Holiday tipping guides come a dime a dozen, and the differing advice can be hugely confusing. How much should you actually tip your hairdresser and gardener and babysitter during the holidays? And what if you don't have enough cash to tip them all?
Enter Daniel Post Senning, great-great grandson of legendary etiquette expert Emily Post. He confirmed that holiday tipping is in fact necessary... and since you can't skip it, embracing the practice makes things easier.
Holiday tipping "is an iron-clad part of the social contract, and it's something you need to budget for," Senning told HuffPost. "The root of the word 'gratuity' is 'gratitude.' So approach this as an opportunity to show appreciation, rather than an obligation."
Senning provided some general guidelines for holiday tipping: People who care for personal matters like hairdressers or personal trainers should get a holiday tip that's the cost of one visit plus service tip. Those who care for your family, like babysitters and housekeepers, should get one to two weeks' pay.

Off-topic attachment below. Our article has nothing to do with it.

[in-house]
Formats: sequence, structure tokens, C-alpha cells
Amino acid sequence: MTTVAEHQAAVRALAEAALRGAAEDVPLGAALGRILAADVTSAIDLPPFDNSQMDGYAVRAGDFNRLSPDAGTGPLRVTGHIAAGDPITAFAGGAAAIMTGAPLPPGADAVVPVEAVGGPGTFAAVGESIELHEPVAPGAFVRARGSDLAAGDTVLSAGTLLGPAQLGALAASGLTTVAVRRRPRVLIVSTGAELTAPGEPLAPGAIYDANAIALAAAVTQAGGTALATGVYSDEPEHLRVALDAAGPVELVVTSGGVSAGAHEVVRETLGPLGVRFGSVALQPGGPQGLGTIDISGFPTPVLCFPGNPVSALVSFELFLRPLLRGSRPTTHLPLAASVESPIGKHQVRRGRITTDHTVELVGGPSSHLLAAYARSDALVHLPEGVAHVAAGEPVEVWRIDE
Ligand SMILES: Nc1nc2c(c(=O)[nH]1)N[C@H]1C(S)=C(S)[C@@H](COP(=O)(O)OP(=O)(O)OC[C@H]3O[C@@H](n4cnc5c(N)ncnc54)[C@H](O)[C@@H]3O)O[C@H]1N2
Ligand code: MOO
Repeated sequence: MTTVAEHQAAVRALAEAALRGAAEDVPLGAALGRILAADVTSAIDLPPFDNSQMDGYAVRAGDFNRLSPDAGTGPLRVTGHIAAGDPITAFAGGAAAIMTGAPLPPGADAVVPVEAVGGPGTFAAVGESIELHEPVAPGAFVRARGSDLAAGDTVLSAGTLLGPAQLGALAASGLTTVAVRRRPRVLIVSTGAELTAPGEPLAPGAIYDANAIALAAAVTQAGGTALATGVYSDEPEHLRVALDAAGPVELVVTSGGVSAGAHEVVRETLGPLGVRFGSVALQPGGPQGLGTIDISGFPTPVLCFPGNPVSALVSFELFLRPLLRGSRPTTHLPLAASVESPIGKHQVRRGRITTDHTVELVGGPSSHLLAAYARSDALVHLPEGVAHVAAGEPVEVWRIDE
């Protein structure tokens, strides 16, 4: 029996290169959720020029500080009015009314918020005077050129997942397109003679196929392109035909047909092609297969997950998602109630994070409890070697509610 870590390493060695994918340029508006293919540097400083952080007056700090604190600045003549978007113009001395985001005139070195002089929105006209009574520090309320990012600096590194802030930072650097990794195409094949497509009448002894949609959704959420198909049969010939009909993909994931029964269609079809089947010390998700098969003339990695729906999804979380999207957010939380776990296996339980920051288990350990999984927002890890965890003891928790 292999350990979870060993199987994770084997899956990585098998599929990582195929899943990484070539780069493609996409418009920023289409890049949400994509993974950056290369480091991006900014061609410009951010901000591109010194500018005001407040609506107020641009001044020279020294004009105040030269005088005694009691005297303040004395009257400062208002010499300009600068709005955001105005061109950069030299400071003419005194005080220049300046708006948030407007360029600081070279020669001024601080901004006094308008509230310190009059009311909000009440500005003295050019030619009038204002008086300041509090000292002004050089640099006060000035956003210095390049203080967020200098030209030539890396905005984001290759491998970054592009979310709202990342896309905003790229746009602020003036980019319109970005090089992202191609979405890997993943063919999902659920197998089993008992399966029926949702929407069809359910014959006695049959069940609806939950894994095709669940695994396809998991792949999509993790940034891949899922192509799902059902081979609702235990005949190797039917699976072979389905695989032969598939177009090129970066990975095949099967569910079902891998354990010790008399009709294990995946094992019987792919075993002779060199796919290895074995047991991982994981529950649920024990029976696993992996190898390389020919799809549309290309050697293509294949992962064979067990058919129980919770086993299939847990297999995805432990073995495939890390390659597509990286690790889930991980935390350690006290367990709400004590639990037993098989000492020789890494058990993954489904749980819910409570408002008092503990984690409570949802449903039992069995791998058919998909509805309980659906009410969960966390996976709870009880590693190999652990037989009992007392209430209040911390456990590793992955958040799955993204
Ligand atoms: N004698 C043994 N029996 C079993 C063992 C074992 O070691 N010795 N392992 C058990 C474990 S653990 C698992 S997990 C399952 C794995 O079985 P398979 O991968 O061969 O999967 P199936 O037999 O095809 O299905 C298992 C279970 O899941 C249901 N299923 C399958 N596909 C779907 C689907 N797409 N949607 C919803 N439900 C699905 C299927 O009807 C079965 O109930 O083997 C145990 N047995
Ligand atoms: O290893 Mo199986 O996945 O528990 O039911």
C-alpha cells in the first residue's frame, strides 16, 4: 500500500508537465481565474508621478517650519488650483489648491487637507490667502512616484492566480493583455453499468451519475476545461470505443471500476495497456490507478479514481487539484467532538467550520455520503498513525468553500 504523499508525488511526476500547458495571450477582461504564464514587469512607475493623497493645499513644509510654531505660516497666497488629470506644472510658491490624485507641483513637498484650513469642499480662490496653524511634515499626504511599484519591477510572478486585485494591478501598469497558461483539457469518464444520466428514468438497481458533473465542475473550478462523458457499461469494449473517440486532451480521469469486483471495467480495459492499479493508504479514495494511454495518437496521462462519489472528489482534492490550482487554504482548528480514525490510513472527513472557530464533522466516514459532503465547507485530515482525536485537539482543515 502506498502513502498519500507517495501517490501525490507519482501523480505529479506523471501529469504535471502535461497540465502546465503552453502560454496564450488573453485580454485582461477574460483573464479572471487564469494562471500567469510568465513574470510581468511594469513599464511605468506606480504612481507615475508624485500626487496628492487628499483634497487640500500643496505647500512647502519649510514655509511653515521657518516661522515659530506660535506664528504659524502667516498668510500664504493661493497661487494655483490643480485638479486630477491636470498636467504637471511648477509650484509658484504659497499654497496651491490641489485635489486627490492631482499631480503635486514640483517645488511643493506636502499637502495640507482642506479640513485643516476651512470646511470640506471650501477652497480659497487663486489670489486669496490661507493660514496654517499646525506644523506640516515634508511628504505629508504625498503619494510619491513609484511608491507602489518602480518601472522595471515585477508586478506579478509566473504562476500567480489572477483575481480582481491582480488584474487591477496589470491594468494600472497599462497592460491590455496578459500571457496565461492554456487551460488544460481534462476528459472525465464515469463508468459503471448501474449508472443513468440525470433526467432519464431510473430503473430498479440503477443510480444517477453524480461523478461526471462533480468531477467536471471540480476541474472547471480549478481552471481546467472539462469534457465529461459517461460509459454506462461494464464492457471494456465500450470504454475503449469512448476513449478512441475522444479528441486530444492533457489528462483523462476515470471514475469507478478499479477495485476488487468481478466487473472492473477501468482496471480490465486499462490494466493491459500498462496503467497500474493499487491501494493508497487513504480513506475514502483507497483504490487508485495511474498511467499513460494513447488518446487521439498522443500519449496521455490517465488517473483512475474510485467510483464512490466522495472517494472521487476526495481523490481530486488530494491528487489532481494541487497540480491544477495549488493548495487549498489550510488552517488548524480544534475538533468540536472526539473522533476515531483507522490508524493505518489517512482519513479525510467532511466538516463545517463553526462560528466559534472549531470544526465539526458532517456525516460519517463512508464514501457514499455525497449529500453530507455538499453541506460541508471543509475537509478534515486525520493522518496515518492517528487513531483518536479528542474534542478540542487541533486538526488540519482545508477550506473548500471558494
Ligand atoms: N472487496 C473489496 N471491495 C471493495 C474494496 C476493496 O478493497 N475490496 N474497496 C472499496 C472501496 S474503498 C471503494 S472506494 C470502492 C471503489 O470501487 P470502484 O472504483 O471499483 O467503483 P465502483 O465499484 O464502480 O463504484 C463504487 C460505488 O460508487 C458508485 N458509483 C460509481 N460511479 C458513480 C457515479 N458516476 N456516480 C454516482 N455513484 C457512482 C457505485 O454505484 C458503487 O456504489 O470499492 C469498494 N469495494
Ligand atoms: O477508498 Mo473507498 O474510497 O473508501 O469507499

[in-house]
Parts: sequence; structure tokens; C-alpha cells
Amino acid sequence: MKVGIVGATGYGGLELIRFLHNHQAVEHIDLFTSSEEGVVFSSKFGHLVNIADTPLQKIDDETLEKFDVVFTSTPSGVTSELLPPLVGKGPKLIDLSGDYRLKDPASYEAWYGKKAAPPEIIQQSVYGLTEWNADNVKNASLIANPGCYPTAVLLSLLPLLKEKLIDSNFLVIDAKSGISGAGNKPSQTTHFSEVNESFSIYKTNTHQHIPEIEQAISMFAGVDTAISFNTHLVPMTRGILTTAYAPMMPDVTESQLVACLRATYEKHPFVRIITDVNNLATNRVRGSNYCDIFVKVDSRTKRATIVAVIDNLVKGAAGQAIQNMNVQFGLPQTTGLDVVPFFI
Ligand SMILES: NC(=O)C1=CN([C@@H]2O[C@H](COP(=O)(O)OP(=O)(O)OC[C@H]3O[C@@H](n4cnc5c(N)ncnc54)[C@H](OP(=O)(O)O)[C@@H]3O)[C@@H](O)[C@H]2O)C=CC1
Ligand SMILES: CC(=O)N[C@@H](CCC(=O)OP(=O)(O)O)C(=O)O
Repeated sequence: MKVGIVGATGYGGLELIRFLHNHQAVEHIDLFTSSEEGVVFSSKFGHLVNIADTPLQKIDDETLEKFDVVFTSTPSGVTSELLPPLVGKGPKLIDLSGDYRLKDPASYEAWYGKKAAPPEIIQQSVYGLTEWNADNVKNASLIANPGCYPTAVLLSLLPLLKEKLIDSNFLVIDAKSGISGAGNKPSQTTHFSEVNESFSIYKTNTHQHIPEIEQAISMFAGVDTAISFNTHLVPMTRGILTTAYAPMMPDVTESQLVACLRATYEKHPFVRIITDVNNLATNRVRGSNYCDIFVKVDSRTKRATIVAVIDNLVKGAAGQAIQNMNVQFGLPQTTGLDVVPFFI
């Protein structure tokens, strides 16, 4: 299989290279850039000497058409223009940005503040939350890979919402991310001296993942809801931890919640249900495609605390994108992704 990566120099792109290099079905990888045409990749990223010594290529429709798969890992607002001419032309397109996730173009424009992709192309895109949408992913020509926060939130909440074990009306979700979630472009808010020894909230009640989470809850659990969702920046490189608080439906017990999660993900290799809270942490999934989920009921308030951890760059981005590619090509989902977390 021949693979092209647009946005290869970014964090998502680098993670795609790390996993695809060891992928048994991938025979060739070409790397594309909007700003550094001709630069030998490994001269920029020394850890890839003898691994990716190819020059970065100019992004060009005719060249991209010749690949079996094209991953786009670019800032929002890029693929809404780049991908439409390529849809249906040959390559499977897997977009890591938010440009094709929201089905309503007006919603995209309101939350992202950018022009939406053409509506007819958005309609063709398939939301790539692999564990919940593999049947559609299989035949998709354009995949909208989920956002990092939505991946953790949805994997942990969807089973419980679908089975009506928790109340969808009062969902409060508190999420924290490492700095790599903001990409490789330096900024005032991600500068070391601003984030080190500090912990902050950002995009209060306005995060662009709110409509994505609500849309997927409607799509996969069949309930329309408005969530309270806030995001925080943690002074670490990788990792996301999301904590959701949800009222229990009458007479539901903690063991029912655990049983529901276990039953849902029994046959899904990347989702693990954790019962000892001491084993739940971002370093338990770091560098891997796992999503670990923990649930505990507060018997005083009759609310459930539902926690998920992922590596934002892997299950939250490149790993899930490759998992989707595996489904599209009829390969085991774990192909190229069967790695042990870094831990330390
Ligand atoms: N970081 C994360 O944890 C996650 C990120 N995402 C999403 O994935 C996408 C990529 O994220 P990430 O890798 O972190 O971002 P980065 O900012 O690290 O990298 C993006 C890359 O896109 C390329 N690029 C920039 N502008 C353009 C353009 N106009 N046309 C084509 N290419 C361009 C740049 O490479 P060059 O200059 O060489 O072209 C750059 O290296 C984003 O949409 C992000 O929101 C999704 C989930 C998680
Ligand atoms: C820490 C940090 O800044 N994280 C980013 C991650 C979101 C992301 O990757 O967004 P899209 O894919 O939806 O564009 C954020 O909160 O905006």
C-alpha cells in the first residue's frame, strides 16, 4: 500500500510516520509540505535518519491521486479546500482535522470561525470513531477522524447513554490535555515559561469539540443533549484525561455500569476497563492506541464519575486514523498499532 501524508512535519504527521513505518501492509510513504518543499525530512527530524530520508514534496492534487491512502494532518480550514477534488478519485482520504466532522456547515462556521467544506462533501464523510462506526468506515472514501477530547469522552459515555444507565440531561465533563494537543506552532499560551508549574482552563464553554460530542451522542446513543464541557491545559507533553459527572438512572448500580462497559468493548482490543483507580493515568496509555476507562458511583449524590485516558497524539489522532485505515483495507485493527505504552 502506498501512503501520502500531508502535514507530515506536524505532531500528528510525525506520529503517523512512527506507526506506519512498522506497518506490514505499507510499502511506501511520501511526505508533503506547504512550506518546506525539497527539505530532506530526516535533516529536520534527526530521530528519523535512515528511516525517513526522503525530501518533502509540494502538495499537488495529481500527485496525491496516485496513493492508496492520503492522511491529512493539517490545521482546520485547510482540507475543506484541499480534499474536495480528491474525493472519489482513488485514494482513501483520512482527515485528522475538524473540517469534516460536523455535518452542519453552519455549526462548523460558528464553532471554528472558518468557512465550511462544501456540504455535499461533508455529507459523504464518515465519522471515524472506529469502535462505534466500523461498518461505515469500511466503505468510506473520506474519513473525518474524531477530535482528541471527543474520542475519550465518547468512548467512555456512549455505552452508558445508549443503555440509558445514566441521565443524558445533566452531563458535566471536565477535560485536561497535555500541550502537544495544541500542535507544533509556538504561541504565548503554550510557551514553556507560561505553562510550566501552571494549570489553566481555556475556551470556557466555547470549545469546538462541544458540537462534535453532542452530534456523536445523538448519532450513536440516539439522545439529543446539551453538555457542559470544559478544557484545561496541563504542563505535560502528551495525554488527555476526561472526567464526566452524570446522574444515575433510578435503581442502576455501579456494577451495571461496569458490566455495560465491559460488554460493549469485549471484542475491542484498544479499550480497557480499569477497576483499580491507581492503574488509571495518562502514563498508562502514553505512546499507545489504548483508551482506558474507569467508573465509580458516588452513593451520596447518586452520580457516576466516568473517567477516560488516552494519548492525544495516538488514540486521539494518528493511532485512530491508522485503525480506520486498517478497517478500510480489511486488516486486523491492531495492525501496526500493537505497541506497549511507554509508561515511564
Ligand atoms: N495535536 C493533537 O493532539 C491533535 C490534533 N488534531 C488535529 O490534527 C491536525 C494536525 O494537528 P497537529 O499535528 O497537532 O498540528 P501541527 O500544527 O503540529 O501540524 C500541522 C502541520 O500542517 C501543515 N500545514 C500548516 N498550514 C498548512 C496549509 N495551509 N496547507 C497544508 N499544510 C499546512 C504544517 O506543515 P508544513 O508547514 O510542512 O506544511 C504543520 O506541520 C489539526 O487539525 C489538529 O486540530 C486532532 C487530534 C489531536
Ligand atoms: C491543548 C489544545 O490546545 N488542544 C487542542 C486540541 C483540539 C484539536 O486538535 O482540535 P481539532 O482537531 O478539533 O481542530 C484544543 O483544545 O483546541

Tips for people who service your home -- such as gardeners or the person who delivers the newspaper -- can vary. Senning says a flat $20 tip could work for each, while Tori Mellott, a senior editor from Traditional Home, recommends somewhere between $50 and $75. Of course, this varies based on your income and living situation. Ask your neighbors how much they plan to tip as a point of reference.
Sound complicated? It's not. Bookmark our holiday tipping breakdown below. See a larger version here.
Wondering what you should do if you don't have enough funds for all these tips?
A thoughtful affirmation will do, Senning says. "Never underestimate the power of your own words," he told HuffPost. "And put forth an effort to make a personal connection."
You could stop and talk with your doorman instead of breezing by, and tell him you're thankful for his work. Or you could give your garbage collector a homemade, personalized gift.
A personalized present is also ideal for teachers. "You want to avoid paying someone who grades your kids," Senning says.
And remember, giving is also is a gift to your health.
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